Saturday, October 12, 2013

That time I dropped out of a half marathon

When Super Generic Girl posted a list of things you definitely, absolutely shouldn't do while dealing with a running injury (do as she says, not as she does, folks), I commented very briefly about dropping out of races.

You know. Such as last weekend.

I'd originally signed up for the Tri-Factor Half as a training run for the Perth City to Surf marathon. But the Dread Haze forced the organisers to postpone it to this past weekend (October 6). My training plan for November's half marathon said 'run very slowly for two hours', and I'd already paid up for Tri-Factor, so off I went to do it.

When I woke up at 5.30am there was a fine ol' storm outside and I nearly rolled over and went back to sleep, but a quick check of the weather radar showed the rain would soon pass and that the weather would be cool and lovely. So I hauled myself out of bed, had some toast and went off to East Coast Park. The race started just a smidgen late - 7am instead of 6.45 - but it was the smallest half-marathon I've ever done here. (If you're the sort of person interested in signing up for things for the possibility of winning prizes, take note! I am not. I haven't a chance.)

I know lots of people think running back and forth along East Coast Park is dead boring. And I know the reclaimed land is slowly crumbling back into the sea. And it's mostly flat. (MOSTLY. There are some hills which don't look like much, but which suddenly start looking like Mount Everest once you're tired.) But we went east before the sun rose, and west after it did, and the temperature was perfect, and I mean, you cannot possibly complain about a sea view the whole way.

For the first 10km (completed, on pace, in 1:03) I had absolutely nothing to complain about. Nothing. Zilch, zip, zero. The sun came up and the sunrise was exactly as pretty as sunrises tend to be.

At 11km I began to feel a little nauseous. And then a lot nauseous.  Let me tell you, as delicious as watermelon Nuun tastes going down, it tastes a lot worse coming up.

At 13km I began taking little walk breaks.
At 14km the walk breaks became longer.
Shortly thereafter I started taking little run breaks in the midst of all the walking.
And then shortly after than I just started walking altogether.
People a little way behind me began to pass me.
People a long way behind me began to pass me.
People whom I'd seen way back after the turnaround began to pass me.
And worst of all, I caught myself wishing I was on Squeaky, my road bike. When does that ever happen? When do I ever choose a bike ride over a nice training run?
The sun came up. It got really ugly. At the 18km point, right near where I'd parked, I snuck off to the car.

It's a good thing this was only a training run. After all that I came home and had a good long nap and went to work the evening shift from 2 to 11pm.

I still don't know what happened, and won't know (no I'm not pregnant - sorry Gran). Could be the toast. Remember the toast? It was sliced bread that came in a plastic bag. Regular, perfectly ordinary sliced bread. It's just that we've had a breadmaker for so long, I haven't had regular storebought sliced bread in a year. Maybe that stuff.

I've not had to drop out of an A race. So far. But then again, I haven't really been that strategic about my race schedule so far. Let's not jinx it. (Which is why I'm diligently doing my squats and pushups and hip drops and lunges and planks. I am unbelievably lazy when it comes to strength and stretching, but it's preventive medicine.)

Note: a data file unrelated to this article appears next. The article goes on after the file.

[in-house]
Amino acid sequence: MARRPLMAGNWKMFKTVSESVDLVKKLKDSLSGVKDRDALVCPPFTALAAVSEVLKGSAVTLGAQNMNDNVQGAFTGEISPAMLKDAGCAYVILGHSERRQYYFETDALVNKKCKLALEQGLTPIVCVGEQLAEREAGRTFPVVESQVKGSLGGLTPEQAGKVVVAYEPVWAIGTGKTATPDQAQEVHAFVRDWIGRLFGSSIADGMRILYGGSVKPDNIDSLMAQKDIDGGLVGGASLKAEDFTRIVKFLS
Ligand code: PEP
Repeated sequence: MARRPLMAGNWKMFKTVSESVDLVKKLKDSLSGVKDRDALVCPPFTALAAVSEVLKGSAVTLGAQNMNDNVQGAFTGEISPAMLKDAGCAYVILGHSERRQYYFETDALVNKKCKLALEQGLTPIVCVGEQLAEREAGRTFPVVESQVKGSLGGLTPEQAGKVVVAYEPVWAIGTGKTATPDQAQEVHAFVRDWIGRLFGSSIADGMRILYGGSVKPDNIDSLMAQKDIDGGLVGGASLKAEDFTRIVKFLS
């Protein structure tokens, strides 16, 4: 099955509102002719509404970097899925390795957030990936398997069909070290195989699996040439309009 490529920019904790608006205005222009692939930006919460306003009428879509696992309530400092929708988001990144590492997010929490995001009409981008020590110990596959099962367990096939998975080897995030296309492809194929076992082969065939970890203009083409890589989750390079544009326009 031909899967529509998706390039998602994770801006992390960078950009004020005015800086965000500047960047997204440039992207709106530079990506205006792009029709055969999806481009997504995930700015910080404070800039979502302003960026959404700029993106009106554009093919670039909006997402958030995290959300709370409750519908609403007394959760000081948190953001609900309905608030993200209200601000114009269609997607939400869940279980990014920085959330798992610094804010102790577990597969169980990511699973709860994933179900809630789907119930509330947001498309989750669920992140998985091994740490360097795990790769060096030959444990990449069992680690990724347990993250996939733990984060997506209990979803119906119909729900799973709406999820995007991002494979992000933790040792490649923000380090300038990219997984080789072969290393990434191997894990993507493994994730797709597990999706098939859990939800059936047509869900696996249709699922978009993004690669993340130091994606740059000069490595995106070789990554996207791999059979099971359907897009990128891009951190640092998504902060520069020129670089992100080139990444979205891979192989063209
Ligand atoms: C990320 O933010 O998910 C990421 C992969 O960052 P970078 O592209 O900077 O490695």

This weekend has been extremely laid-back so far. This morning I went on a Singapore Glove Project run with Ken-Jin. (Singapore Glove Project: we like to run, but we hate trash on our running routes.) As usual the remnants of Friday night's parties were all over the place. Also possibly Thursday night's parties. Opening-ceremony paper confetti is basically the worst idea ever.

A possible culprit!  (Photo credit: KJ Tan)
Ken Jin disapproves of all the confetti.

We also saw an entire 7-11 chicken bryani on a bench, unopened.

Drunk people do strange things. (Photo credit: KJ Tan) 
I'll call that a 6km fartlek with plenty of stopping and walking.

Tonight the husband and I are going to some friends' housewarming party, and tomorrow morning at the crack of dawn I'm running 14km (that's 8+ miles for you people who think in imperial - I only speak metric when it comes to distances) with two friends who really, really need to meet each other (and can then speak to each other in miles as I run out of breath trying to keep up with them).

If you think this will result in some sleep deprivation you may be right. But it appears to be Karaoke/ Singalong Day at the void deck of the block across from mine (I've heard songs in three languages and two dialects and they've been going since THIS MORNING), so I doubt I will be getting much sleep anyway...


  1. Replies
    1. I err on the side of being a sensible wuss...most of the time :)

  2. Vomiting is a perfectly legitimate reason to pull out of a race. There's nothing worse!

    1. It was unpleasant, but I've had worse races - I didn't feel the need to really push through this one! Fortunately I was fine afterwards. Don't think it was pace or conditions - the conditions were nearly perfect. It'll just have to be one of those little mysteries.

  3. Hi Grace

    Wish you all the best in your Perth Half Marathon, train smart and go easy when you need to. Do say hi if ever you bump into me along any training route :)

    1. Thanks Isaac! I'll be doing the Great Eastern half here on Nov 10 :) Where do you typically run? Are you training for anything in particular right now?